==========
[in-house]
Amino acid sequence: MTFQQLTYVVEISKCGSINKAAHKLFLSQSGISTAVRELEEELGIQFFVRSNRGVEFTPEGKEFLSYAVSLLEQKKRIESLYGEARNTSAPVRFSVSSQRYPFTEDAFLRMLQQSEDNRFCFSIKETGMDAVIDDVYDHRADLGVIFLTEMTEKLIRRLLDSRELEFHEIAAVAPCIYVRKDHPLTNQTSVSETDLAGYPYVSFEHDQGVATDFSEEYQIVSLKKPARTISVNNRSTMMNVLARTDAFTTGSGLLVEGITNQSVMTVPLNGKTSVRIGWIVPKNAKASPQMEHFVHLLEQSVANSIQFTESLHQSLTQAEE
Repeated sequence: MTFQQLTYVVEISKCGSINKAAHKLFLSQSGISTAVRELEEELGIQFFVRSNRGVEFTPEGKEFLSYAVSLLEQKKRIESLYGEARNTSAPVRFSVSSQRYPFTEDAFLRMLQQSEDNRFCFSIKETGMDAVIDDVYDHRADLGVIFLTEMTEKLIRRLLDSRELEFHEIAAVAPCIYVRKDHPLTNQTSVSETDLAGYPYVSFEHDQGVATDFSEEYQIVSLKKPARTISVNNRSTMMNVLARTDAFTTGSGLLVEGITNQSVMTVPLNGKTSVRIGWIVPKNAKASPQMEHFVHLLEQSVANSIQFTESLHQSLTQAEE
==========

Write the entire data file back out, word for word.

[in-house]
Amino acid sequence: MTFQQLTYVVEISKCGSINKAAHKLFLSQSGISTAVRELEEELGIQFFVRSNRGVEFTPEGKEFLSYAVSLLEQKKRIESLYGEARNTSAPVRFSVSSQRYPFTEDAFLRMLQQSEDNRFCFSIKETGMDAVIDDVYDHRADLGVIFLTEMTEKLIRRLLDSRELEFHEIAAVAPCIYVRKDHPLTNQTSVSETDLAGYPYVSFEHDQGVATDFSEEYQIVSLKKPARTISVNNRSTMMNVLARTDAFTTGSGLLVEGITNQSVMTVPLNGKTSVRIGWIVPKNAKASPQMEHFVHLLEQSVANSIQFTESLHQSLTQAEE
Repeated sequence: MTFQQLTYVVEISKCGSINKAAHKLFLSQSGISTAVRELEEELGIQFFVRSNRGVEFTPEGKEFLSYAVSLLEQKKRIESLYGEARNTSAPVRFSVSSQRYPFTEDAFLRMLQQSEDNRFCFSIKETGMDAVIDDVYDHRADLGVIFLTEMTEKLIRRLLDSRELEFHEIAAVAPCIYVRKDHPLTNQTSVSETDLAGYPYVSFEHDQGVATDFSEEYQIVSLKKPARTISVNNRSTMMNVLARTDAFTTGSGLLVEGITNQSVMTVPLNGKTSVRIGWIVPKNAKASPQMEHFVHLLEQSVANSIQFTESLHQSLTQAEE